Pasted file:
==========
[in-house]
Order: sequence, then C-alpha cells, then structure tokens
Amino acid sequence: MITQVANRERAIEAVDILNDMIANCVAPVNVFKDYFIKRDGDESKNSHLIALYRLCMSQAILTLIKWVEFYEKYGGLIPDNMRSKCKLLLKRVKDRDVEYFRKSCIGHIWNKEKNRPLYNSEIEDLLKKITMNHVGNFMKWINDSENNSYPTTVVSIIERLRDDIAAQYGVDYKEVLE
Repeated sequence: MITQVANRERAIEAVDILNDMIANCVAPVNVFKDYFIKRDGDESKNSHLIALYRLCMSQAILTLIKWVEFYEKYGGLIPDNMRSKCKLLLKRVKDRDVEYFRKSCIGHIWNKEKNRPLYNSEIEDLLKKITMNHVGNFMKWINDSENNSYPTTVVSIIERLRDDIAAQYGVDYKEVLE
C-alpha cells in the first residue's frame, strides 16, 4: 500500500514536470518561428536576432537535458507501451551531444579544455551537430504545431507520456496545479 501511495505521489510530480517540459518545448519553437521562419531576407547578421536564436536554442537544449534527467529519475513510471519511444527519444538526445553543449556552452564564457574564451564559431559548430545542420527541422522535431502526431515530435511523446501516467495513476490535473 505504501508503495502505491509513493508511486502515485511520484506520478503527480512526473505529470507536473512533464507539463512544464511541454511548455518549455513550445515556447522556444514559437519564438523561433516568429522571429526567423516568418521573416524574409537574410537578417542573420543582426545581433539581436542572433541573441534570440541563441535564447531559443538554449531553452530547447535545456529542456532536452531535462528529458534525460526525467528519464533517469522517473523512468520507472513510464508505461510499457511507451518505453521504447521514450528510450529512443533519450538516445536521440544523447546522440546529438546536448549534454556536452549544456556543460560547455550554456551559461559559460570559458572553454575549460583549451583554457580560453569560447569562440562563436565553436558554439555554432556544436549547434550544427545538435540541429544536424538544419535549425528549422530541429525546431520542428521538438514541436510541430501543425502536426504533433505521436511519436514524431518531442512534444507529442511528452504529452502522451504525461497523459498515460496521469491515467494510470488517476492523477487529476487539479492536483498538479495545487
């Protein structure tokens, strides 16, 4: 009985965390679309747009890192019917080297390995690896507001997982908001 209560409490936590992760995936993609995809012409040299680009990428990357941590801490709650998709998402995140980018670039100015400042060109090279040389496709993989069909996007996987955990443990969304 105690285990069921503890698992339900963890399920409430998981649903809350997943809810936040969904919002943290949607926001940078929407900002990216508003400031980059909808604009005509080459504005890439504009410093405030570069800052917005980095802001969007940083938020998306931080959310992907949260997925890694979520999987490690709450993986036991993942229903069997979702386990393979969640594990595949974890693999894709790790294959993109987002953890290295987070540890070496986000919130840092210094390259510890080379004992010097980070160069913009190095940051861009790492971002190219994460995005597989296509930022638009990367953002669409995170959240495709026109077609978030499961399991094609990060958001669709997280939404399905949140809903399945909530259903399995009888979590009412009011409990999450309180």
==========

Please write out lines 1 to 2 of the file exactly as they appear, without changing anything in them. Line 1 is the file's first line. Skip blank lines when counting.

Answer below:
[in-house]
Order: sequence, then C-alpha cells, then structure tokens